Deeply Rooted in Hope and Healing

By Jenny Infanger, CSW


Variation and change are pretty much the only constants in life. Sometimes I get to relish the rainbow brilliance of success and well-being, but other times I slog through days, even months, of darkness. We usually cannot predict the difficulties that life will bring. We all hope for contentment and enjoyment, but often the daily grind can become exhausting; each of us experiences heartache caused by loss, addiction, and chronic mental health issues.

I have a mixed relationship with a quote by Jenkin Lloyd Jones: “Anyone who imagines that bliss is normal is going to waste a lot of time running around shouting that he has been robbed. . . Life is just like an old time rail journey . . . delays, sidetracks, smoke, dust, cinders, and jolts, interspersed only occasionally by beautiful vistas and thrilling bursts of speed.” I don’t know where we get the notion that life should be easy, or that it should eventually get easier. Life can, at times, push us to a point where we start to question whether the darkness will ever dissipate. I recently received a blunt but much-needed reminder that “life is what it is.” Focusing on what is, rather than what I expected my life to be, has helped me deal with difficulties one day at a time. When times are tough, I remind myself that life is what it is, but that things can change—I can change.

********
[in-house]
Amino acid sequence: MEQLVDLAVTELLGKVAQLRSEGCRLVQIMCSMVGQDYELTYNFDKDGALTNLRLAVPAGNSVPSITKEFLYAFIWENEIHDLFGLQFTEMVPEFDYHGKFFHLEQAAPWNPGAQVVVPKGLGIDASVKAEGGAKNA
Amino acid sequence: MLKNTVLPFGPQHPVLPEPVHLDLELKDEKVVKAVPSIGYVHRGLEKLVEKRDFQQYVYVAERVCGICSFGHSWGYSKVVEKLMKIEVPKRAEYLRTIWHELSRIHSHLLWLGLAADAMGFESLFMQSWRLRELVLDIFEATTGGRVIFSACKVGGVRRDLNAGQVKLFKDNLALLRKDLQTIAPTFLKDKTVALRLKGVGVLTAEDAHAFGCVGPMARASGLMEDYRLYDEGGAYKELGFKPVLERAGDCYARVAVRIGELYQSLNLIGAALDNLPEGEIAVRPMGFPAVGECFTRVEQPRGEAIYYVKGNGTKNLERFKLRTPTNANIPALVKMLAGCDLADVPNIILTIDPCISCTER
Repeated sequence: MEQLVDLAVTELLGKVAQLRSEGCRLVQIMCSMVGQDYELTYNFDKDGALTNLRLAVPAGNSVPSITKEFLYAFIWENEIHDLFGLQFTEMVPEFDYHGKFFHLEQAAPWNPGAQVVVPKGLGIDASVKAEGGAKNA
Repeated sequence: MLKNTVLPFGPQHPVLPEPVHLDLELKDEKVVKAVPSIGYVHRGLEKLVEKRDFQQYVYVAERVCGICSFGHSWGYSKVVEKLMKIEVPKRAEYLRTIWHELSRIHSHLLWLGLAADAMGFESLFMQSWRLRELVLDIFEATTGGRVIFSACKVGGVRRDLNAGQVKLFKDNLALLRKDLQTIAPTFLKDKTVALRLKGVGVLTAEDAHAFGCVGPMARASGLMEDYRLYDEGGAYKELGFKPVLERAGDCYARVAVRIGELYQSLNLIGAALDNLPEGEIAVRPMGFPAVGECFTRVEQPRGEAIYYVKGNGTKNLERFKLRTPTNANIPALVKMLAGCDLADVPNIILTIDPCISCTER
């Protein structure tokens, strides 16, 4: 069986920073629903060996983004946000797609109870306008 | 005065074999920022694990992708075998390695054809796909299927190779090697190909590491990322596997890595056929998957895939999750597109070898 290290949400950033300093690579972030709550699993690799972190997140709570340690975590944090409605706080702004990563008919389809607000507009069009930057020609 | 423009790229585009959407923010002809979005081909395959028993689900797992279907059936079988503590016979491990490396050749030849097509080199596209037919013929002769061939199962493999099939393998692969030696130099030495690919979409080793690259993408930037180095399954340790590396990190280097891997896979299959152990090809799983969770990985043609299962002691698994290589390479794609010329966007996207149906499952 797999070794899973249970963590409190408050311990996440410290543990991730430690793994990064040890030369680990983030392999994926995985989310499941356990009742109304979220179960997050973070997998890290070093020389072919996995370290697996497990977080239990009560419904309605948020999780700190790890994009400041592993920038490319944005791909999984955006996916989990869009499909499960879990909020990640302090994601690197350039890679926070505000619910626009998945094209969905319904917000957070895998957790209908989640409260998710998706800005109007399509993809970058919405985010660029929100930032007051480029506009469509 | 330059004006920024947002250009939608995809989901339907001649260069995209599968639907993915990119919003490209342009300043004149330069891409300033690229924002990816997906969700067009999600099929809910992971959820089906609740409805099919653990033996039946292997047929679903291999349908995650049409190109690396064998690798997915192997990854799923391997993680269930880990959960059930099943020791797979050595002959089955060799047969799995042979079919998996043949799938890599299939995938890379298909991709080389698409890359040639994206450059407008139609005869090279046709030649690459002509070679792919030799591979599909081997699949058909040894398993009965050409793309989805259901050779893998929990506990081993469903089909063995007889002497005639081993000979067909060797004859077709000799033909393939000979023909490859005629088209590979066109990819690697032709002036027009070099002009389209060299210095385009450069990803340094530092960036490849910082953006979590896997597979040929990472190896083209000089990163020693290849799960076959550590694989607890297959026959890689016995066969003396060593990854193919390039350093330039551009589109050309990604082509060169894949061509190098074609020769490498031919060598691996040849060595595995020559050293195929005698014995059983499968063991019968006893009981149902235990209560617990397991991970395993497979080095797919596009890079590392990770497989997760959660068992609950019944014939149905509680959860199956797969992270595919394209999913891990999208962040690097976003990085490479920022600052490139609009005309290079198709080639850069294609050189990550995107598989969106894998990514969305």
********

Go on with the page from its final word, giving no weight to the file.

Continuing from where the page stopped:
A favorite memory of my late grandfather was when he would play “You Are My Sunshine” on his harmonica. Sunshine, for me, is an apt metaphor for hope and healing.

Finding hope and healing in our lives often requires a change in the way we see and understand ourselves, our lives, and the world. Many times we get caught up in false dichotomies, or black-and-white, or all-or-nothing thinking. I’m all for the colors black-and-white (especially when it comes to Oreos!) but seeing everything in black and white often precludes us from moving forward, and we end up mentally and emotionally stuck. As we work through difficulties, therapies such as EMDR and Cognitive Behavioral Therapy, can help us recognize thinking errors that are skewed by things like trauma and depression.

In my work at The Green House Center, I am passionate about helping my clients find hope and healing.